Saturday, December 13, 2003

*Ø* Blogmanac December 13 | St Lucia/Goddess Lucina

Feast day of St Lucy of Syracuse

(Cypress arbor vitae, Thuja cupressioides, is today's plant, dedicated to this saint)

It’s December 13 and we see that the Solstice is close, whether we speak of the Summer Solstice in the Southern Hemisphere, or Winter in the Northern. As today is one of the shortest days of the year in Sweden, the locals celebrate a festival of light (which is appropriate because the root for 'Lucy' in Latin, lux, means 'light'). On this day the youngest daughter in many households, dressed in white as ‘Sankta Lucia’, wearing a headdress of evergreen leaves and a crown of lit candles, wakes the rest of the family with coffee, rolls, and a special song. Swedes begin their Christmas celebrations with this day, and traditionally her patronal day marks the end of harvest.

St Lucy (283-304), with her associations with light, is the patron saint of people who are blind or have eye trouble. She was born in Syracuse, Sicily, the daughter of noble and wealthy parents, and was raised a Christian ...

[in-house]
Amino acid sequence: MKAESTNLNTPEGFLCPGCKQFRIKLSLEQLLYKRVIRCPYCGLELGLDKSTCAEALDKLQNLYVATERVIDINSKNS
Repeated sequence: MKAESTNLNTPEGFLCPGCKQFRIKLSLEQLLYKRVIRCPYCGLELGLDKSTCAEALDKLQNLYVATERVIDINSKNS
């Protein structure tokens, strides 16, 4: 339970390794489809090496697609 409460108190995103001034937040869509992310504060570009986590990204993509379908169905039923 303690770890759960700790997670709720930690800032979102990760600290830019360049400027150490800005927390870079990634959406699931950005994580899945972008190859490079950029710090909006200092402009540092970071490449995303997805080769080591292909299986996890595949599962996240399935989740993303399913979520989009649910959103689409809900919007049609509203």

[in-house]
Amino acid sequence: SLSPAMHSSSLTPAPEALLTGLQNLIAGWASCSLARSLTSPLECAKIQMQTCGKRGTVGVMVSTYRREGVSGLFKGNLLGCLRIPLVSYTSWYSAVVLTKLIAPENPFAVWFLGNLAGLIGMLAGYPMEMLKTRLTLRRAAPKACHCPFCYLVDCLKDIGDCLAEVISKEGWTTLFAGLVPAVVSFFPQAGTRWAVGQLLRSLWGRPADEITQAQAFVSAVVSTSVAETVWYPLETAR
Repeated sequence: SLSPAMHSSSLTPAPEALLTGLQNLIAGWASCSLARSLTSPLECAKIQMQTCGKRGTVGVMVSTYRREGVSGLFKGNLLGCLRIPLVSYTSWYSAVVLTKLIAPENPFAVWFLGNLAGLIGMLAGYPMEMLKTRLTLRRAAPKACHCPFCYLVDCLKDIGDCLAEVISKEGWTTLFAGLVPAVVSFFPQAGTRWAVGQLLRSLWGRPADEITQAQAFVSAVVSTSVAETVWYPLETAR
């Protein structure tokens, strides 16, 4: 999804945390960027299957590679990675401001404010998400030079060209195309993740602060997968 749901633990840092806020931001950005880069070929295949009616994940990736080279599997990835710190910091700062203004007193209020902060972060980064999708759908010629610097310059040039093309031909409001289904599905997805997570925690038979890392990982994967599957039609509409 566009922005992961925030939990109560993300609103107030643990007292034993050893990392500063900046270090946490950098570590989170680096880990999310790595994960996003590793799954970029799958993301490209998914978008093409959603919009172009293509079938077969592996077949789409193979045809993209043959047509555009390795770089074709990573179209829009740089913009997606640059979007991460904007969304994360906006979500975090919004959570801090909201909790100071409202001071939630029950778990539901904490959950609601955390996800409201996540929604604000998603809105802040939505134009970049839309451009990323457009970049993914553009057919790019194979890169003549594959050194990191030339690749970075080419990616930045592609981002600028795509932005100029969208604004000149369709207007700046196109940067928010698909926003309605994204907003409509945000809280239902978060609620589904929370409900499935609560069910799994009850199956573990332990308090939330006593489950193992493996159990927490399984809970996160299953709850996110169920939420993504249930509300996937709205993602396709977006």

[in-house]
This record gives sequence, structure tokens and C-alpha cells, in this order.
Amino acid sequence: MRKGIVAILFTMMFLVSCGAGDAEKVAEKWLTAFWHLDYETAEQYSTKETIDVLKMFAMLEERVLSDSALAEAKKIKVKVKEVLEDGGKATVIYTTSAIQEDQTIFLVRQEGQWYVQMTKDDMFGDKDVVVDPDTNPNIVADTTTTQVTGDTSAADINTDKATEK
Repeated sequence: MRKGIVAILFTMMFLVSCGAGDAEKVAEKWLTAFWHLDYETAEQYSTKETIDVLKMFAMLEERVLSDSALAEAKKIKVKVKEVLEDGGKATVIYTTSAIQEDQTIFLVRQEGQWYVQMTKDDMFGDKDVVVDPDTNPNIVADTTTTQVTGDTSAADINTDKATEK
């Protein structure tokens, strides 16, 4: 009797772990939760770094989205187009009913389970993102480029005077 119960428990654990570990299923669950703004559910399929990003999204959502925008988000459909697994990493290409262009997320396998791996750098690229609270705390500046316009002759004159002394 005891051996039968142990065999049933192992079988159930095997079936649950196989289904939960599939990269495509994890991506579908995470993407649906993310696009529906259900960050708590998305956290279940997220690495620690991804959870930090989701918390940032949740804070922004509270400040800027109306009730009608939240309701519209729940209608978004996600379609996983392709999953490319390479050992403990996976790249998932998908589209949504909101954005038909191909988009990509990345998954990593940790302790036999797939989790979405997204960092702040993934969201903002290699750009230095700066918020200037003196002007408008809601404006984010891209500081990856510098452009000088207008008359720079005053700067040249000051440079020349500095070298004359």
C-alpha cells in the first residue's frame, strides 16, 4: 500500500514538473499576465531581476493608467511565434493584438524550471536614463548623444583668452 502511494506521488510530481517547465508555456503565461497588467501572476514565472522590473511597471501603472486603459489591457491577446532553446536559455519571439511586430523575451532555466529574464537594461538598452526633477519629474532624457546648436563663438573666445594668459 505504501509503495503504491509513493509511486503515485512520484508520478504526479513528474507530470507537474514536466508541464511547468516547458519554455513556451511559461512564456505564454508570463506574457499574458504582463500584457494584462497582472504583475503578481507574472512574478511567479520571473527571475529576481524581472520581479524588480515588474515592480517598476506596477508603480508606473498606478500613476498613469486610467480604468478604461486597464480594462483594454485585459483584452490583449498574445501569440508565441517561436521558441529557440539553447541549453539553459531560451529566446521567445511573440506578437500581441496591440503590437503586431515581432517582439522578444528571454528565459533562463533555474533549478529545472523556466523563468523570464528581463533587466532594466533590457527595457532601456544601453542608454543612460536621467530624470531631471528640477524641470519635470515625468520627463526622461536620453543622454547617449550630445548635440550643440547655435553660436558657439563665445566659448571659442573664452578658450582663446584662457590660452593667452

Saint Lucy/Goddess Lucina
In the Roman Empire, Lucina was an epithet for Juno as "she who brings children into light". Lucia is still honoured on St Lucia’s Day as the girl wearing the candle crown, usually the first-born daughter of the house, is symbolic of pagan symbols of fire and life-giving light. Lucina was the goddess of childbirth who safeguarded the lives of women in labour.

Juno was the equivalent in Roman Mythology of the Greek goddess Hera ...

This is just a snippet of today's stories. Read all about today in folklore, historical oddities, inspiration and alternatives at the Wilson's Almanac Book of Days, every day. Click today's date when you're there.


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